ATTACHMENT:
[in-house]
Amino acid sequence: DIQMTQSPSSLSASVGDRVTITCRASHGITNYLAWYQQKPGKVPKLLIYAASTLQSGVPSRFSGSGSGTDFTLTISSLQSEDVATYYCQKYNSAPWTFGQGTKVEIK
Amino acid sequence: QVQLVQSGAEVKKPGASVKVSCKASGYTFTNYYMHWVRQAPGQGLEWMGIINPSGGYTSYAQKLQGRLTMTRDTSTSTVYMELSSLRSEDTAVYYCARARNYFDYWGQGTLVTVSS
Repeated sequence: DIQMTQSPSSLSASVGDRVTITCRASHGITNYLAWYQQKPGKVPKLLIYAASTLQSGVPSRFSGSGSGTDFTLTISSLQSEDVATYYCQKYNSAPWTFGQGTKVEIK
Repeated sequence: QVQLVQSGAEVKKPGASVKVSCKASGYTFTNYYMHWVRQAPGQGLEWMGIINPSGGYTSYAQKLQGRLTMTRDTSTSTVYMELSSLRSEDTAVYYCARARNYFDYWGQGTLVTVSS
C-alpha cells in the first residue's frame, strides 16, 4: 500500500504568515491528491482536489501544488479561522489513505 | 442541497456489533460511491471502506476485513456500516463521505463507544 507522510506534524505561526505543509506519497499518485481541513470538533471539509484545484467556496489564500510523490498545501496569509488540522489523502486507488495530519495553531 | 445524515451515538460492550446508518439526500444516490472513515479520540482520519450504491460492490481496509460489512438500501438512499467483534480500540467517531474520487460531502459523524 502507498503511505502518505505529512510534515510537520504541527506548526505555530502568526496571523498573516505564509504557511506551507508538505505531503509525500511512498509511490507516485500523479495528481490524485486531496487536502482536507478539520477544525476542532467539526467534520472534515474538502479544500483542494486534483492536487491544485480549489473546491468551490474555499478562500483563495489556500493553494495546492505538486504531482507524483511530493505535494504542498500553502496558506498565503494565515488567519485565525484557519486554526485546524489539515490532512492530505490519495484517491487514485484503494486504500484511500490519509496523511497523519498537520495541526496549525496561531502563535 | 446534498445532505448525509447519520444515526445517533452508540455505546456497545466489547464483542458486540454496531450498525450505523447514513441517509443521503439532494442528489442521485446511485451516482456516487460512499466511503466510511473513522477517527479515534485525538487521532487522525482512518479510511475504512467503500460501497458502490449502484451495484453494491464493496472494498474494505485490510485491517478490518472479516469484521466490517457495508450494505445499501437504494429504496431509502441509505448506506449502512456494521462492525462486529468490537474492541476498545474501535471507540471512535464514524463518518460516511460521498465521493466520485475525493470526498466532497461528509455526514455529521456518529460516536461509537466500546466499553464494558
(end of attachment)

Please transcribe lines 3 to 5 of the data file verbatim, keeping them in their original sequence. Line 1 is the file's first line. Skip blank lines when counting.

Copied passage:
Amino acid sequence: QVQLVQSGAEVKKPGASVKVSCKASGYTFTNYYMHWVRQAPGQGLEWMGIINPSGGYTSYAQKLQGRLTMTRDTSTSTVYMELSSLRSEDTAVYYCARARNYFDYWGQGTLVTVSS
Repeated sequence: DIQMTQSPSSLSASVGDRVTITCRASHGITNYLAWYQQKPGKVPKLLIYAASTLQSGVPSRFSGSGSGTDFTLTISSLQSEDVATYYCQKYNSAPWTFGQGTKVEIK
Repeated sequence: QVQLVQSGAEVKKPGASVKVSCKASGYTFTNYYMHWVRQAPGQGLEWMGIINPSGGYTSYAQKLQGRLTMTRDTSTSTVYMELSSLRSEDTAVYYCARARNYFDYWGQGTLVTVSS